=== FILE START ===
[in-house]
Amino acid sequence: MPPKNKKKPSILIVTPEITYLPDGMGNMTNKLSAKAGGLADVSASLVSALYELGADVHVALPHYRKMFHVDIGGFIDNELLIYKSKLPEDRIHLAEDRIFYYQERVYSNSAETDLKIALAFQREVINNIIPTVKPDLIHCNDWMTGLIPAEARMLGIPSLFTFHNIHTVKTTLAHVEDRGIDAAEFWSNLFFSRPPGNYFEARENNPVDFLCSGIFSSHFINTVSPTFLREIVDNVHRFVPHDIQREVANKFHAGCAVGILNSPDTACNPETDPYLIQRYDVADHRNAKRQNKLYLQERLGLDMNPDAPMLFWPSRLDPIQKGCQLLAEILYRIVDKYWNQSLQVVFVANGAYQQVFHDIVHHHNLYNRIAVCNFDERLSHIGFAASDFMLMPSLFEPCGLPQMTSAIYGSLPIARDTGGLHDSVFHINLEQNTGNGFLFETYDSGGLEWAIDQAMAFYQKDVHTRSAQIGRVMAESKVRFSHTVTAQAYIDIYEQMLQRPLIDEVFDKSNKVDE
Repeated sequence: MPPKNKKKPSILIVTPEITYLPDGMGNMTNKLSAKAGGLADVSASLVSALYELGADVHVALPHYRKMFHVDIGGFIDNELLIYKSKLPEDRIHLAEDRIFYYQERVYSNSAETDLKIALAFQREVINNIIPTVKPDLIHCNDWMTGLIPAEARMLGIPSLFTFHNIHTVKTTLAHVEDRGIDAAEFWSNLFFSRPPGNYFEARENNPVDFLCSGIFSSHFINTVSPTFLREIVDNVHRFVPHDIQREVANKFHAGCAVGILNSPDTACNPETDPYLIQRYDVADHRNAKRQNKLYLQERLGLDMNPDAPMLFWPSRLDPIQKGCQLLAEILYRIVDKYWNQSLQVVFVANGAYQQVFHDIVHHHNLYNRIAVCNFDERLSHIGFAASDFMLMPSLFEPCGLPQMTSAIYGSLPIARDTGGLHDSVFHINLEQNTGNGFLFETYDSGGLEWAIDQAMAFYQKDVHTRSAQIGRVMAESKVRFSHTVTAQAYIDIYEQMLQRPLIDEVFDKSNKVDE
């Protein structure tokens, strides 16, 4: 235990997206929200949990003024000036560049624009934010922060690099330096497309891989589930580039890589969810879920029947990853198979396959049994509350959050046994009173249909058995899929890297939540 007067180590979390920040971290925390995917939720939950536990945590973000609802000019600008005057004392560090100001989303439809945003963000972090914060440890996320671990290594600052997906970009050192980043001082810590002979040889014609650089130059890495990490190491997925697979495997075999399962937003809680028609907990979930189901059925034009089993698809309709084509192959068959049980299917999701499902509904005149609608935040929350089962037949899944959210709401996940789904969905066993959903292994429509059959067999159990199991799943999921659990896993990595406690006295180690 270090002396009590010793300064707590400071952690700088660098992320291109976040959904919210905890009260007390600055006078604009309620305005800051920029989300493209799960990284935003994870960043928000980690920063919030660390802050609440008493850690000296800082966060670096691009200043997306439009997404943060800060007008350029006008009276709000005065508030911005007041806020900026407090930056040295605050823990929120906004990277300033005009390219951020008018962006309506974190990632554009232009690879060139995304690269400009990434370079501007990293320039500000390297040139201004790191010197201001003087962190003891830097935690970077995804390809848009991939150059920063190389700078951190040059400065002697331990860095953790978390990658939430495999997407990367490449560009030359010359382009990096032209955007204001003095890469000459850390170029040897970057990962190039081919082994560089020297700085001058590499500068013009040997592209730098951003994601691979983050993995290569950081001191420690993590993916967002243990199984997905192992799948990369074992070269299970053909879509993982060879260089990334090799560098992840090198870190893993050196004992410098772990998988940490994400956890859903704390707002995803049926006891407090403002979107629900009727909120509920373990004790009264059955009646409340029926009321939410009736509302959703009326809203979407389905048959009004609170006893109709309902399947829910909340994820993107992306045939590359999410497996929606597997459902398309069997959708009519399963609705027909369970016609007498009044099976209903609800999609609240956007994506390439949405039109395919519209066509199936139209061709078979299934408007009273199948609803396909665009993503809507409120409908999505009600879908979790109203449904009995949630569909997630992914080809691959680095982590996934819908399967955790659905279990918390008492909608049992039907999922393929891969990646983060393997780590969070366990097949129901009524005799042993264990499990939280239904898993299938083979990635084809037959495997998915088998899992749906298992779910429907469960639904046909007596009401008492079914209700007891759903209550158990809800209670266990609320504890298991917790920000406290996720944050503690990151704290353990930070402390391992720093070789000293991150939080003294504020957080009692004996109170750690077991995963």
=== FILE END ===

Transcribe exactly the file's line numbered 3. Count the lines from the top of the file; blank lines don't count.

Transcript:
Repeated sequence: MPPKNKKKPSILIVTPEITYLPDGMGNMTNKLSAKAGGLADVSASLVSALYELGADVHVALPHYRKMFHVDIGGFIDNELLIYKSKLPEDRIHLAEDRIFYYQERVYSNSAETDLKIALAFQREVINNIIPTVKPDLIHCNDWMTGLIPAEARMLGIPSLFTFHNIHTVKTTLAHVEDRGIDAAEFWSNLFFSRPPGNYFEARENNPVDFLCSGIFSSHFINTVSPTFLREIVDNVHRFVPHDIQREVANKFHAGCAVGILNSPDTACNPETDPYLIQRYDVADHRNAKRQNKLYLQERLGLDMNPDAPMLFWPSRLDPIQKGCQLLAEILYRIVDKYWNQSLQVVFVANGAYQQVFHDIVHHHNLYNRIAVCNFDERLSHIGFAASDFMLMPSLFEPCGLPQMTSAIYGSLPIARDTGGLHDSVFHINLEQNTGNGFLFETYDSGGLEWAIDQAMAFYQKDVHTRSAQIGRVMAESKVRFSHTVTAQAYIDIYEQMLQRPLIDEVFDKSNKVDE